And as for Ahmadinejad's trip to Brazil, while it has sparked controversy, it hasn't been on the level of Chavez's alliance to Iran. Earlier this month, Lula met independently with Palestinian president, Mahmoud Abbas and with Israel's president, Shimon Peres, in an effort to try to increase negotiations for peace in the middle east. Lula has made little secret of his goal to use Brazil's newfound diplomatic presence in the global community to try to work towards peace in the region, and has even gone so far as to recommend the Brazilian national soccer team play a friendly game against an Israeli-Palestinian team. From Lula's point of view, Ahmadinejad's visit is a part of that broader effort. While the U.S. media has grossly misrepresented the Iranian president's trip to Brazil, declaring the trip, as Time magazine did, to be in "defiance" of the U.S., Time's own report indicated otherwise, and revealed Lula's motivation for hosting Ahmadinejad:
Lula enjoys considerable respect internationally, and the incorrigible talker believes problems can be resolved through dialogue. Before Ahmadinejad arrived, Lula pointedly declared, "It is important that someone sits down with Iran, talks with Iran and tries to establish a balance so we can get back to a kind of normality in the Middle East."Exactly. Treating Iran's trip to Brazil as some isolated incident totally misses the point. Lula isn't meeting with Iran to thumb his nose at the U.S., or to show his support for "terrorism," or any such matter. The Iranian visit is part of a month-long effort to accelerate peace efforts in the Middle East, and Lula is well aware that Iran would be central to any such efforts. And it's not like it was some sycophantic, "best friends forever!" trip:
Of course, Lula has plenty of differences with his guest from Iran. He has made it clear he supports a two-state solution to the Israeli-Palestinian conflict, has made a point of repudiating all acts of intolerance or terrorism, and has subtly criticized Ahmadinejad's denial of the Holocaust and of homosexuality in Iran.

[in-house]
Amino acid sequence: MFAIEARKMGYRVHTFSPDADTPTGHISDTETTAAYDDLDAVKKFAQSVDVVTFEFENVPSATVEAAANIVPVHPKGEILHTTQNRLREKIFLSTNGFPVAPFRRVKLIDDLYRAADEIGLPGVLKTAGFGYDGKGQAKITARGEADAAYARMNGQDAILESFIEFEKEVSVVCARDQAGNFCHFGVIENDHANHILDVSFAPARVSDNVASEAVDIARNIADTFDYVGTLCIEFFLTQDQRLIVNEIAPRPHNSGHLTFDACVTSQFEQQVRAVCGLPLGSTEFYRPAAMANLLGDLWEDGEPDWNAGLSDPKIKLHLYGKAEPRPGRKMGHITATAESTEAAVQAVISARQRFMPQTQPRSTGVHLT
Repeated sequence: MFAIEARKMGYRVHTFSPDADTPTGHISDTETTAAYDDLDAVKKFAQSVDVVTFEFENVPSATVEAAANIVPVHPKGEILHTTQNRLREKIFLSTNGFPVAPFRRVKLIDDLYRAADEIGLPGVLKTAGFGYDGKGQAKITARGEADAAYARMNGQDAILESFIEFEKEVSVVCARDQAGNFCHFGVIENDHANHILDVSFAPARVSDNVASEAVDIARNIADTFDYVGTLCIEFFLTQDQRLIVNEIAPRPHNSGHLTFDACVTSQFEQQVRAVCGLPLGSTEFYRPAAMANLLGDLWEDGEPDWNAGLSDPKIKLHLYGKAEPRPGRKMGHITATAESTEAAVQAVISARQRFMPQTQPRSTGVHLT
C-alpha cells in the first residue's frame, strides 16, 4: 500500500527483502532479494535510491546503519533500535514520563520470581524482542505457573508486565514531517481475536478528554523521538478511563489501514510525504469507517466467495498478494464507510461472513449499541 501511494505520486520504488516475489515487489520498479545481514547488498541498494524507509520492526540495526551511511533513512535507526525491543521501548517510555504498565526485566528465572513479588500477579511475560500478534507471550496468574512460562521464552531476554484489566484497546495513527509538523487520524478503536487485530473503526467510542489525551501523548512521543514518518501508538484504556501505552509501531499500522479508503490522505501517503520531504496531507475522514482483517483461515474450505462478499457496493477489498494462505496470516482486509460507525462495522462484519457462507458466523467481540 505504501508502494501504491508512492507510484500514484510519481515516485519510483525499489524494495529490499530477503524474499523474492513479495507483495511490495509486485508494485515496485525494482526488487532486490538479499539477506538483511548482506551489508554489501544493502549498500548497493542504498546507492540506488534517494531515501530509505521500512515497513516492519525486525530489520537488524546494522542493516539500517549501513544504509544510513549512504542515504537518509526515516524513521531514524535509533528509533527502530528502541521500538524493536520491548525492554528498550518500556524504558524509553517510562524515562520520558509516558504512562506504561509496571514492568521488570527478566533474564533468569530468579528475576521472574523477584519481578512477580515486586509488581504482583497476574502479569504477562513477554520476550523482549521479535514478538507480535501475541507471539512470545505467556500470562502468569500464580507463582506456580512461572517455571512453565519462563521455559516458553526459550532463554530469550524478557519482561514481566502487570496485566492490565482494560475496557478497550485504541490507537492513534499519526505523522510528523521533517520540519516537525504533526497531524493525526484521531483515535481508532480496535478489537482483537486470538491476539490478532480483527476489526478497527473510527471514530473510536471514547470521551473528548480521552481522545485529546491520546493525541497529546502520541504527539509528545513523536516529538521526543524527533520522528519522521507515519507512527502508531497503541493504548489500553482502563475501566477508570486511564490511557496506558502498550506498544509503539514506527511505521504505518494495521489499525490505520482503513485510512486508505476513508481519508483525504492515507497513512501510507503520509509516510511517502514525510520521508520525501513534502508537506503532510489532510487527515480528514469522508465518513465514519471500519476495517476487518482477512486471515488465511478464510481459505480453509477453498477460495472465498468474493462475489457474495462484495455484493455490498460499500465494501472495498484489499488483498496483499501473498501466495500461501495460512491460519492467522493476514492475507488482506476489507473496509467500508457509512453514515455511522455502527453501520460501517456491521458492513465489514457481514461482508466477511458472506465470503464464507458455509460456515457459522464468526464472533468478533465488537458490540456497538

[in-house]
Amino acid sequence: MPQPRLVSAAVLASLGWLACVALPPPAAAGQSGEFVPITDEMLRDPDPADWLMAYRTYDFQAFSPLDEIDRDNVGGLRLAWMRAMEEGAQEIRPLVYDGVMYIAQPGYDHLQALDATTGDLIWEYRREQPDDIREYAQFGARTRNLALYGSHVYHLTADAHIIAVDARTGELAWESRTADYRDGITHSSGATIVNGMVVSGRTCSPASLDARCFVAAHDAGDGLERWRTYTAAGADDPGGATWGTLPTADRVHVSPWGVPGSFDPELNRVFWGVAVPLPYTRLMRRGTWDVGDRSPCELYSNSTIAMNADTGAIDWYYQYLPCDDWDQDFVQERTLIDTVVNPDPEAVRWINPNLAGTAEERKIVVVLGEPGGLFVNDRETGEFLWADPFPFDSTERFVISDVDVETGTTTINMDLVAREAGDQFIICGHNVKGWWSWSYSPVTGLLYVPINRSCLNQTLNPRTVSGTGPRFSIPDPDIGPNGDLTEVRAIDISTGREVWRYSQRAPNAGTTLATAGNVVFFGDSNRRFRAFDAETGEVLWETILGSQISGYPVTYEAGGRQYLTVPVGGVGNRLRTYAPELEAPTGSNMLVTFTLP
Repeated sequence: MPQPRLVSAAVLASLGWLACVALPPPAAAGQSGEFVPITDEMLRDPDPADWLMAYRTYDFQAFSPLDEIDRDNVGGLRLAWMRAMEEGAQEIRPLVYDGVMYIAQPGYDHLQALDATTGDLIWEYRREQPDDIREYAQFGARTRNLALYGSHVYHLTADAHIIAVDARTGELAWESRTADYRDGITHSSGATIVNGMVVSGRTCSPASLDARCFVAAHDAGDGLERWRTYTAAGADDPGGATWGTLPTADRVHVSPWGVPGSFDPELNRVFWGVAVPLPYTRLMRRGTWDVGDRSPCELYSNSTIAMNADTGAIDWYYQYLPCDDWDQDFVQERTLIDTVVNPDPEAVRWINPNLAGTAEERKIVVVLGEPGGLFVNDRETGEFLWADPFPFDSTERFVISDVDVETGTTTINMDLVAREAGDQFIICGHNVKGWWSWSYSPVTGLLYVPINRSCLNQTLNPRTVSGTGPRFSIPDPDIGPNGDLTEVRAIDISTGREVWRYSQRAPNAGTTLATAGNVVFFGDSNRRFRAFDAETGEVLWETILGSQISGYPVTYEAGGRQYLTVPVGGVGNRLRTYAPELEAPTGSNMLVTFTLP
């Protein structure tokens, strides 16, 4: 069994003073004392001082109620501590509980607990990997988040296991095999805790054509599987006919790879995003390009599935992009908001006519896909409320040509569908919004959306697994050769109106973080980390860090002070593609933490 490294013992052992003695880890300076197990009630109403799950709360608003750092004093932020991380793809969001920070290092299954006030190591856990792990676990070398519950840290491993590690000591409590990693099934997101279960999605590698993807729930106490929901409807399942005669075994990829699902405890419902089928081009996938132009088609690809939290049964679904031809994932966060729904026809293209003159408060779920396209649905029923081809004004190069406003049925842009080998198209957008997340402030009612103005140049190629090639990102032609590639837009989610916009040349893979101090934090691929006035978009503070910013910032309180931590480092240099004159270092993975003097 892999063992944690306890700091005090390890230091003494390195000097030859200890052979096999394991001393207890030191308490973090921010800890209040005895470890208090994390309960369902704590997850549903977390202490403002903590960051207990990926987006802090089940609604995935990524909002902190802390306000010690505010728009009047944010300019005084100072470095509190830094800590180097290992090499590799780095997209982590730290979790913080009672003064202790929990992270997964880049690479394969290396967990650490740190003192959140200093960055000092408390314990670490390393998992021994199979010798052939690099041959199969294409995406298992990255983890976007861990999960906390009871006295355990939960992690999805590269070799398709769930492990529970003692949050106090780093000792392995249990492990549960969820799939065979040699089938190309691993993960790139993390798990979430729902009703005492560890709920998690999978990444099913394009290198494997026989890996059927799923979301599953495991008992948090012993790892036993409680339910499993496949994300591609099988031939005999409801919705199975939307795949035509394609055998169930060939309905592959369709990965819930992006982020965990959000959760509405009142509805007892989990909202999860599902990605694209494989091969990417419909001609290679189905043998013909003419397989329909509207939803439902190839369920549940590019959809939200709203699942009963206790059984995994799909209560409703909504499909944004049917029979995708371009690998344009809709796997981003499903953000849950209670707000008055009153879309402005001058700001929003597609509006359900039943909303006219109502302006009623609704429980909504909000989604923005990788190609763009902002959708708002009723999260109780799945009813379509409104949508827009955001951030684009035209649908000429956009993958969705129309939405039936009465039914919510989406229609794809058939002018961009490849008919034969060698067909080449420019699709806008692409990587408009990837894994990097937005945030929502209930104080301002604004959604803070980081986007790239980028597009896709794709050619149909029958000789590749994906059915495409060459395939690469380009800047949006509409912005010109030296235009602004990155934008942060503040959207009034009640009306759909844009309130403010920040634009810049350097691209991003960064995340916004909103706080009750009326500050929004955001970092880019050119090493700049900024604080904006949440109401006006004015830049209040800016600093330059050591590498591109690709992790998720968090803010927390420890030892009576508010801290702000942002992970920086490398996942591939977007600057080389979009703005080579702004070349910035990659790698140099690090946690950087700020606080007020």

Those are messages that Ahmadinejad needs to hear from friends, notes Anoush Ehteshami, a professor at the Centre for Iranian Studies at Durham University in England. Since Iran does not appear to be listening to the West, especially not the United States, on the issue, the emergence of interlocutors who could help bridge the gap between the two sides ought to be welcomed. "Hearing [these messages] from Lula will be a little bit better received than if it were coming from U.S. President or E.U. leaders," Ehteshami says.
Once again, that's exactly right. This latest trip is just another example of Lula's model of diplomacy throughout his career. Diplomacy depends on talking, on dialogue, and not on rejecting other leaders or countries simply because you disagree with them. And any effort towards peace, no matter who is leading it, is a valuable step. Sometimes, other countries may be in a better position for these kinds of talks than the U.S. is, and this is one of those instances. And anybody who insists Brazil is suddenly "palling around" with terrorists or directly contradicting the U.S. intentionally simply has no understanding of how diplomacy and foreign relations do and should work.